Menino to file bill to weaken unions' hand in city health negotiations

Frustrated with stalled efforts on Beacon Hill to empower city and town administrators to design health plans for their workers, Boston Mayor Thomas Menino announced Wednesday morning that he intends to file legislation to establish a local version of the state's Group Insurance Commission, a plan that would reduce labor union influence on health care negotiations.

“If it’s good for the state, it’s good for Boston,” Menino said at a Suffolk University forum, flanked by Salem Mayor Kim Driscoll and Melrose Mayor Rob Dolan.

Menino, who recently put his muscle behind Gov. Deval Patrick’s reelection effort, said Boston spends $300 million a year – and climbing – on health care costs for city workers, greater than the budget for the city’s police department, and that Beacon Hill has failed for too long to produce a plan to alleviate cost increases. Patrick has opposed giving city and town leaders unilateral control over health care plans, arguing that unions should have a voice in the process.

The mayor’s proposal would only apply to Boston and would require City Council approval.

Unions have rejected calls by municipal officials for unilateral plan design authority, saying that health care benefits should be negotiated through collective bargaining, and that adjustments to co-pays and deductibles fall on the backs of workers, especially in tough times.

“The unions are working very hard on this problem too,” said Ann Clarke, executive director of the Massachusetts Teachers Association. “The problems on our side of the table are very difficult to deal with as well. It’s a very personal issue.” Clark wondered whether the mayor’s would include “meaningful” participation for unions.

“There has to be give and take here,” Menino said. “We’re heading for a collision out there.” Without action, he said, “There’s going to be a catastrophe in local government.”

Lt. Gov. Tim Murray said Menino’s plan is “absolutely” a viable solution and he said the mayor’s efforts would be “critical” to solving the dicey issue.

“We think that people have a right to have a voice at the table and we are open and willing to compromise,” Murray told reporters. “What we have said no to is universal decision making by a CEO to issues on health insurance. We need to make changes and make some improvements.”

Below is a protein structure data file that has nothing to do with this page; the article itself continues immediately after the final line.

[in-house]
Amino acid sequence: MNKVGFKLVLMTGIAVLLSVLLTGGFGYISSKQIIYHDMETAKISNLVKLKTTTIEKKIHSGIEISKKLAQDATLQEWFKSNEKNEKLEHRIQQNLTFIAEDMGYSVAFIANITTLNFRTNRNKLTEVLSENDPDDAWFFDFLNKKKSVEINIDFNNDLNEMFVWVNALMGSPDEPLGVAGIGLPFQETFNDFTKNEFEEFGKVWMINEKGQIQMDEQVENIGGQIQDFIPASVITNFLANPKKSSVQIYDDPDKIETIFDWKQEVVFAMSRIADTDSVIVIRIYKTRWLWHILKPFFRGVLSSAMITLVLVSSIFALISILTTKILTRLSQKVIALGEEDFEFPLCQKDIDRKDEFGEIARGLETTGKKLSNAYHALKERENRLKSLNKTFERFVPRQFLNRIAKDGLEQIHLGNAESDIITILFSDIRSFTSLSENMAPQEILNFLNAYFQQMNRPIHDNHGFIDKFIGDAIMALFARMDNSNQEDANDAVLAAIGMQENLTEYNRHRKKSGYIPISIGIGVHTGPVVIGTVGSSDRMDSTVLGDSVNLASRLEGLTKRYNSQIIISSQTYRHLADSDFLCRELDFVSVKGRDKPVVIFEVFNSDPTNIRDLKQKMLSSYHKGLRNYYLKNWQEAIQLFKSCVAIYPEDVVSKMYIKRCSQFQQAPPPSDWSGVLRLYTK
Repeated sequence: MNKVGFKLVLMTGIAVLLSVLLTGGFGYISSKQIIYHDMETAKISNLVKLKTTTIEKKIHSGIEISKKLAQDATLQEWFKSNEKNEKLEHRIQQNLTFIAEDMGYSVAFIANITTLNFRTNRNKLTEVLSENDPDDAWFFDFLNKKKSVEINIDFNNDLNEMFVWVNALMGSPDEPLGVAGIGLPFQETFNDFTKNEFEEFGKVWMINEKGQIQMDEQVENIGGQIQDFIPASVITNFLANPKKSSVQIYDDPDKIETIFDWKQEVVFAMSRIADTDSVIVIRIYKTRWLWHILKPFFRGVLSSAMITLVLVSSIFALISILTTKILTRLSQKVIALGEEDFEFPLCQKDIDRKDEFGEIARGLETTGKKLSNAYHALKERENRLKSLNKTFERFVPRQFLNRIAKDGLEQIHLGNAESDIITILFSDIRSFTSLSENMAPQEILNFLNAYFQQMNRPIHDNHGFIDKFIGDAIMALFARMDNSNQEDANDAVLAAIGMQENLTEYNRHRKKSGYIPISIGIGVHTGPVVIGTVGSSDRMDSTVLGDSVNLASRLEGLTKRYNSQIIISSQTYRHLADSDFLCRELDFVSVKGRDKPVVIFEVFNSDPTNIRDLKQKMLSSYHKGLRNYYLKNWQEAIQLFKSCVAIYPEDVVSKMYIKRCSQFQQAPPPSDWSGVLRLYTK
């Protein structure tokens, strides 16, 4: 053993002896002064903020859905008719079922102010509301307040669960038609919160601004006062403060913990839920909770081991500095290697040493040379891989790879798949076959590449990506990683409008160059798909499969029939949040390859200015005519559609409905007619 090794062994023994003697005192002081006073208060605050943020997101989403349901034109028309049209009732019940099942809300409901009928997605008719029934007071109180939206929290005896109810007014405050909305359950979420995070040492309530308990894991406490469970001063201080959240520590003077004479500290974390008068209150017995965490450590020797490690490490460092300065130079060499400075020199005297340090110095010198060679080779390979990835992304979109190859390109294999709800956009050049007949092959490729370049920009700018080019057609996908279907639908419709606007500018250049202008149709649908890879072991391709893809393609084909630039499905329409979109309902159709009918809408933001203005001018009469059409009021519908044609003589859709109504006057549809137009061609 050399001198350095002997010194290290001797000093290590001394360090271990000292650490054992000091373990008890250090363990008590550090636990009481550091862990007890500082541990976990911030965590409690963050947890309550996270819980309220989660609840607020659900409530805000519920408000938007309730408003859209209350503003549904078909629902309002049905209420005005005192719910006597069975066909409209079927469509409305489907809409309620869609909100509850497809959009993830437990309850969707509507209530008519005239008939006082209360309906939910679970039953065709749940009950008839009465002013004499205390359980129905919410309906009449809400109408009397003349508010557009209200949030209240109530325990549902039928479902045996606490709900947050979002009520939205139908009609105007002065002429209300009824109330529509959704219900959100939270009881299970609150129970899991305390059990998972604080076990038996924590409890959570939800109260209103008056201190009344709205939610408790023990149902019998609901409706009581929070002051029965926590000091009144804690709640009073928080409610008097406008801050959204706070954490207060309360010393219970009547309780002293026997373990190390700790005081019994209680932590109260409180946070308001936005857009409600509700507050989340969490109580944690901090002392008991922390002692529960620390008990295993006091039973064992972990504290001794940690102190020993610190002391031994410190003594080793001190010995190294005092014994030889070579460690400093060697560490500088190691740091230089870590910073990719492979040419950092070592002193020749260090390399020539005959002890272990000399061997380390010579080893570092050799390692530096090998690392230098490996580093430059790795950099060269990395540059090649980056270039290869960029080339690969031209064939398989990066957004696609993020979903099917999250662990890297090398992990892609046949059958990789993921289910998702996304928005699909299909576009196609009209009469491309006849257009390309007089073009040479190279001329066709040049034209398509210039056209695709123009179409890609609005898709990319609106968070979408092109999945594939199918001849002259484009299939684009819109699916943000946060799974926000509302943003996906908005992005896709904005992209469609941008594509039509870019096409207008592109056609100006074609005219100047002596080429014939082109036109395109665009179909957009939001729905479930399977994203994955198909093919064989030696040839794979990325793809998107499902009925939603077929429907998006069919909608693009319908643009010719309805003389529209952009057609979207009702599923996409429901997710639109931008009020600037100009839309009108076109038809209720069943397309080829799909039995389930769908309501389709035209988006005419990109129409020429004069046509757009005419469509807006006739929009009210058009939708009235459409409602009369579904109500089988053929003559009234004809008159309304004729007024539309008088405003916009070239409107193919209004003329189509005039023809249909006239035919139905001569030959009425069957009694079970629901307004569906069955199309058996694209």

“We are willing to have discussions about plan design and issues like that with the idea that everybody has a voice and a vote, like they do with GIC,” Murray continued. “I had some conversations yesterday with at least one mayor and people internally about how do we move that discussion.”

Menino said his proposal would ensure that unions have a say in their health care benefit, noting unions have a seat on the board of the state Group Insurance Commission, which sets co-pays, deductibles and the benefit structure for 300,000 state workers and dependents. However, his proposal would prevent unions from unilaterally blocking changes to health plan design.

Boston officials said the mayor’s proposal would hew closely to the GIC, giving a voice to retirees, labor, the teachers union, and the city officials who oversee health benefits. Menino said the plan should satisfy Patrick’s demand that unions get a “seat at the table” but would strengthen municipal officials’ bargaining position.

Patrick has touted his administration’s 2007 push to permit cities and towns to join the state GIC, but only about 20 of the 351 municipalities in Massachusetts have garnered enough union support to join. City and town officials say the threshold for union support – 70 percent – has proven too cumbersome. Murray said Wednesday that the administration intends to move ahead with plans to lower that threshold to 50 percent of local union members.

If the Legislature fails to act on his plan, which has yet to be drafted, Menino said he would get behind efforts to put a plan design question on the ballot in 2012. City and town leaders say they would need action by March to ensure that savings would be realized in next year’s budgets.

Driscoll said union inflexibility on changes to health care plans forced unnecessary layoffs this fiscal year and prevented savings in her city of 42,000 residents. She said she had proposed raising worker co-pays to $20 from $5 this fiscal year, a move she said would have reduced health care premiums and saved $1 million.

“All eight collective bargaining units turned us down,” she said, noting that health costs consume 10 percent of the city’s $130 million budget.

National health reform, she added, would likely worsen the problem because it prohibits health plans to charge co-pays for routine primary care visits.

The state Senate attempted to find a middle ground during budget negotiations in June, but a proposal narrowly approved in that branch and criticized by both unions and municipal officials was dropped during talks with the House.

Municipal officials sought a signal from the Patrick administration on municipal health care cost control efforts on Tuesday but received no specifics. At Wednesday’s forum, Mayors Menino, Dolan and Driscoll spoke aggressively about inaction in the State House.

“There’s a pigheaded attitude on Beacon Hill and to be honest, amongst some mayors and big labor,” Dolan said, adding, “There’s too much boutique, special interest legislation that takes care of smaller groups.”

Menino said Massachusetts was “very fortunate” to escape “revolutions” that took place in other state and local governments during last week’s elections.

“We don’t have that yet,” he said. “We’re close to it.”

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